Books!

I much enjoyed The Tenth Gift by Jane Johnson.  (Court Of Lions is on my beside table)

As is, The Lost Estate by Henri Alain-Fournier.

Good Behaviour, by Molly Keen ( A little master class)

I am listening to Behind Her Eyes, by Sarah Pinborough. It is riveting!

I am loving Travels in a Dervish Cloak by Isambard Wilkinson. It was a present and all the more precious for that.

New books and Bookshops

New books and Bookshops

Jane Johnson gave a great talk last night at Waterstones Truro.  Her fabulous new book Court of Lions is out. The talented staff at Waterstones gave her the most beautiful window display I think I have ever seen.

It was a lovely event. History, intrigue, little Morrocan rose-almond pastries, wine… welcoming staff… and books…

As Jane signed her books I roamed a blissfully empty bookshop. A novel experience! Shelves and shelves of books all to myself. Oh joy. What utter heaven. I circled and circled like an excited magpie while a lovely member of staff tempted me with so many wonders I had to rein myslf in or go bankrupt. There was an amazing selection of nature writing I shall return for, but last night I came home with

Inside The Wave by Helen Dunmore

Wild by Cheryl Strayed

The Tenth Gift by Jane Johnson. ( I am already reading Court of Lions)

Cove by Cynan Jones

We returned home in the rain and I fell into my house in the middle of nowhere very happy. Apart from the fact I have had no broadband to post this…

Just to remind any readers, Come Away with Me is on a special Kindle offer of 99p for all July and August.

Come Away With Me

May, London, and the process of making books

May, London, and the process of making books

Last week I made a flying visit to London to meet my new editor at HarperCollins. I was given a wonderful welcome and shown around the new enormous sixteen storey HarperCollins building on a beautiful clear sunny day. ( Getting in and out was akin to airport security) The Shard loomed exotic, almost within touching distance. A panoramic, breathtaking London lay shimmering below.Tugs on the river, London bridge, a glittering of steel and shadowy shifting reflections in glass. All alongside ancient buildings in every direction.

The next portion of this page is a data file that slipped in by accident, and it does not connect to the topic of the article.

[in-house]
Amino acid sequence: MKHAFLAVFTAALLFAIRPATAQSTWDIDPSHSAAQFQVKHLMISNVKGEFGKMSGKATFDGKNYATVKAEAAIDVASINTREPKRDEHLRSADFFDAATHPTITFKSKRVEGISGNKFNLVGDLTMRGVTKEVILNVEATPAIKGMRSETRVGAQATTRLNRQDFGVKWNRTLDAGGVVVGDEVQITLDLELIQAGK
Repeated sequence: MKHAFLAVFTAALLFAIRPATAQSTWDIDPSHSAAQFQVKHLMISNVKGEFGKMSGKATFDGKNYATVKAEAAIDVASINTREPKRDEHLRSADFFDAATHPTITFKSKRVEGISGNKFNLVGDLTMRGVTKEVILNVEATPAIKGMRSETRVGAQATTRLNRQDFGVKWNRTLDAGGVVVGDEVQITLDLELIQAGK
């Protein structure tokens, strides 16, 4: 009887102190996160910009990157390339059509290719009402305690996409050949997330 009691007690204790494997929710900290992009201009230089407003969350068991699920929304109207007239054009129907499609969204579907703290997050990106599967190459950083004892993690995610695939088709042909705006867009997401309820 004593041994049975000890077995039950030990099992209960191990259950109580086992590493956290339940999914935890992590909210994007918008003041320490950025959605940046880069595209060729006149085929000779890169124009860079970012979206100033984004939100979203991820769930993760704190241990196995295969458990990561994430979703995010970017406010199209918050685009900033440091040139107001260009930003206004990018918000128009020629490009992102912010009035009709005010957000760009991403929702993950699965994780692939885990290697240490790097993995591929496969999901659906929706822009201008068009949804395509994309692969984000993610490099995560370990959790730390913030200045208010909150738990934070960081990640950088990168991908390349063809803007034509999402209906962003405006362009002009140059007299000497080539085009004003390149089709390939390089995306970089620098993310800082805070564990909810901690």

I was fascinated by the huge open plan interior in which everyone at HarperCollins works.There were small areas with sofas and tiny glass rooms for quiet interviews and discussion. Desks interweaved with each other like a complicated Lego art form across the entire floor. Editors sat companionably at their computers for the long process of editing and producing the mouth watering crispy books arrayed everywhere. I felt like a child in a sweet shop, eyes swivelling from one title to the next.

It was intriguing to see the process of a book- here the editing, there the graphics for covers.  Writers are one little cog in a wheel of producing a book. We write our stories, sometimes, in the middle of nowhere. Here, in the middle of the city,  editors read and edit and polish and prune until a work is ready to put between a cover.

My book is partly set in Pakistan and I was taken to a happy and fun lunch at the wonderful Arabica in Borough Market. Delicious, middle eastern  food and interesting talk with my agent, Broo and editor, Lynn and assistant editor Charlotte